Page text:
Metal roofs are getting harder and harder to come by as rubber becomes the material of choice for RV manufacturers. With that said though, there's nothing wrong with having a good, sturdy metal roof--but to keep it good and sturdy it helps to know a thing or two about metal roof repair.
There is no reason you cannot seal your own roof! It just takes the proper knowledge and a little bit of effort.
Knowledge, you'll find on this page; effort, well that's up to you my friend!
A lot of people spend a pretty penny to have their roofs sealed, but really there is no reason you cannot seal your own roof. The correct process to repairing your RV's roof is not difficult, but doing it correctly is very important to preventing a leak.
One thing about metal roofs is the older they get, the more difficult they are to seal. But if you follow the instructions below you'll be able to reseal your roof regardless of age.
And always remember, preventative maintenance on your roof is the key to preventing costly leaks and frequent repair jobs in the future.
While you cannot remove the old sealer on a rubber roof without risking damage, you certainly can and want to on a metal roof. So first things first, you need to remove all the bad looking parts on the old seal to insure that the new roof sealer can do its job.
Look for and remove any loose, curled, or flakey old sealer from your roof using a hand scraper. The hand scraper is a common tool that you can buy at your local hardware store. There's no need to remove the seal where it is still intact and looking good; you'll just apply the new sealer over these good areas.
You will also need to purchase a can of roof sealer that comes in a quart or gallon sized can, along with a two inch wide brush to apply it with. These cans can also be found at an RV parts store and are very affordable. It is recommended that you talk to your RV service center for the proper specific materials to purchase.
Once you have all the proper materials and your old sealer is scraped off, you can now start your metal roof repair.
Note: Completely sealing a metal roof using a paint roller is a bad idea and could create more problems than it solves, so make sure to seal only the seams.
The metal roof will be very hot in the sun so if you can find shade or a cloudy day it will make the process much easier (no burns are definitely a good thing!).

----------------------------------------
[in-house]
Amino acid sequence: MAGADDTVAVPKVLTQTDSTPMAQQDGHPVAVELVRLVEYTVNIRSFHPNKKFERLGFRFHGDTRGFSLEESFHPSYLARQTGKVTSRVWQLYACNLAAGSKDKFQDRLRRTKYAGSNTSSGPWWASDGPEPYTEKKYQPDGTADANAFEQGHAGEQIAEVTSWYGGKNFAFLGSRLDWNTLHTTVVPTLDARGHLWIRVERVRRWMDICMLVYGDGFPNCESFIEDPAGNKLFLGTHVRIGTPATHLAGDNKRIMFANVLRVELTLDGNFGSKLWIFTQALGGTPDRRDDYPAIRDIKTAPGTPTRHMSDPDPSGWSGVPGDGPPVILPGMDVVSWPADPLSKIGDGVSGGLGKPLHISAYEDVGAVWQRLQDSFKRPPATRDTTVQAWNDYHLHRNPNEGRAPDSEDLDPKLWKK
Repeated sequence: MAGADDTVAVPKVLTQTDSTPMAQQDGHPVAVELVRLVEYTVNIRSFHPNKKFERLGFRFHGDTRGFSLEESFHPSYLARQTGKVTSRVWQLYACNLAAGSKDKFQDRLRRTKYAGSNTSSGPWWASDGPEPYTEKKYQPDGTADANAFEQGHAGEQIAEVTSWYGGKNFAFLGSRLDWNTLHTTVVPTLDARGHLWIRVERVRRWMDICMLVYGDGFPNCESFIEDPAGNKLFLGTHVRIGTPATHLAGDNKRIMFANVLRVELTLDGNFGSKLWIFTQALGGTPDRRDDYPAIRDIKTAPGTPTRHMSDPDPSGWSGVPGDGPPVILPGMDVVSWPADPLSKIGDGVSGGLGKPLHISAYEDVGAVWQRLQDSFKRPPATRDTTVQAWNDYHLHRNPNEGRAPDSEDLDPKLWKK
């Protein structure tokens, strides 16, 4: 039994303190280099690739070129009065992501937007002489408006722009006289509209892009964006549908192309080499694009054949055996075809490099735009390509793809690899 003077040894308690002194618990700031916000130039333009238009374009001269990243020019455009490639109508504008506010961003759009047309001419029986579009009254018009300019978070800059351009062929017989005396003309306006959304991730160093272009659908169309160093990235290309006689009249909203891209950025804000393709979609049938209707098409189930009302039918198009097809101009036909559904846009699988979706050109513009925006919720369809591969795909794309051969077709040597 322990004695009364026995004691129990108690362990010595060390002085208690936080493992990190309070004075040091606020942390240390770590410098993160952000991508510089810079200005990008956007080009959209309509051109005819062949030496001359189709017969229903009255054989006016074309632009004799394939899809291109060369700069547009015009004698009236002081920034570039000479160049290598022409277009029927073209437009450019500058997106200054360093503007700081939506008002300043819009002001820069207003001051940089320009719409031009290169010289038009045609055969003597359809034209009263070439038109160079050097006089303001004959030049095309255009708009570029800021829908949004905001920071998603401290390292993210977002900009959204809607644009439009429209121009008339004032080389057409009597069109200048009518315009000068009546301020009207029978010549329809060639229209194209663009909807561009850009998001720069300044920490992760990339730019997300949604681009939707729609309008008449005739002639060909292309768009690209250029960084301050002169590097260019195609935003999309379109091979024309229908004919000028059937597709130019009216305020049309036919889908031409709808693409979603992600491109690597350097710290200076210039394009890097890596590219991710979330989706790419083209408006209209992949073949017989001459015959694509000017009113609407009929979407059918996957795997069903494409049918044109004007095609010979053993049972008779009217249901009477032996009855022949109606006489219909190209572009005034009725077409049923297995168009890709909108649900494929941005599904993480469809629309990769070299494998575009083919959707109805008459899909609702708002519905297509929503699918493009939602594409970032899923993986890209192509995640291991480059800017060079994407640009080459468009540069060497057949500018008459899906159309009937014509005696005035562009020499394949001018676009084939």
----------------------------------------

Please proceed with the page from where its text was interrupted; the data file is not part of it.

If you can't get your RV out of the sun you can use a towel or piece of cardboard to protect yourself from the hot roof as you move around on your knees, but it makes the process a little more difficult.
You will need to thoroughly clean all areas you intend to apply the sealer to insure the best possible bond. You can start to do this by sweeping the seams down with household broom, but before you seal anything you will need to further clean the seal using a rag with a mild detergent and water.
To apply the sealer dip the brush in the can and brush it onto the damaged area. You need to make sure that the sealer covers the entire area or you will be wasting your time. You should put down a strip of sealer a half inch to an inch wide, or possibly wider if necessary.
You should make it wider and pay more attention to areas that have screws because these are the areas most likely to cause leaks (even after your metal roof repair if not done properly).
If you have any doubt whether or not you have put enough sealer on your roof it doesn't hurt to put a little extra.
Better safe than sorry here because if you don't put enough on there is a good chance it will leak sooner than you expect it to.
Remember to continue to maintenance your metal roof by continuously checking for cracks in the seal. It is also much easier to reseal the entire roof every 5-10 years than to continue to repair every problem area as they appear. This will help you avoid missing a small crack that could lead to a large leak after one hard rain.
Congratulations! Your RV metal roof repair is finished, and you didn't even have to spend much to do it!
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